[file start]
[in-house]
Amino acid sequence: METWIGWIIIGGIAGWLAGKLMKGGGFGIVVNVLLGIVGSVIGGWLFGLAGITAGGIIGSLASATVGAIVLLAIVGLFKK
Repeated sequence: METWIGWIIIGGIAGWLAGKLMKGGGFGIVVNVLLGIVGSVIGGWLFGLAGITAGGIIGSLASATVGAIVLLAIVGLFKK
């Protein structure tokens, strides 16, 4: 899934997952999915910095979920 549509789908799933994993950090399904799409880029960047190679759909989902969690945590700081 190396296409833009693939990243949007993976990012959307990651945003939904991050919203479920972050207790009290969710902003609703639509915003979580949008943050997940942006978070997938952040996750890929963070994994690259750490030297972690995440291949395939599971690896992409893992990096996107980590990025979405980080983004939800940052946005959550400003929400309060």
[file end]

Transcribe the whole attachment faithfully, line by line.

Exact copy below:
[in-house]
Amino acid sequence: METWIGWIIIGGIAGWLAGKLMKGGGFGIVVNVLLGIVGSVIGGWLFGLAGITAGGIIGSLASATVGAIVLLAIVGLFKK
Repeated sequence: METWIGWIIIGGIAGWLAGKLMKGGGFGIVVNVLLGIVGSVIGGWLFGLAGITAGGIIGSLASATVGAIVLLAIVGLFKK
């Protein structure tokens, strides 16, 4: 899934997952999915910095979920 549509789908799933994993950090399904799409880029960047190679759909989902969690945590700081 190396296409833009693939990243949007993976990012959307990651945003939904991050919203479920972050207790009290969710902003609703639509915003979580949008943050997940942006978070997938952040996750890929963070994994690259750490030297972690995440291949395939599971690896992409893992990096996107980590990025979405980080983004939800940052946005959550400003929400309060």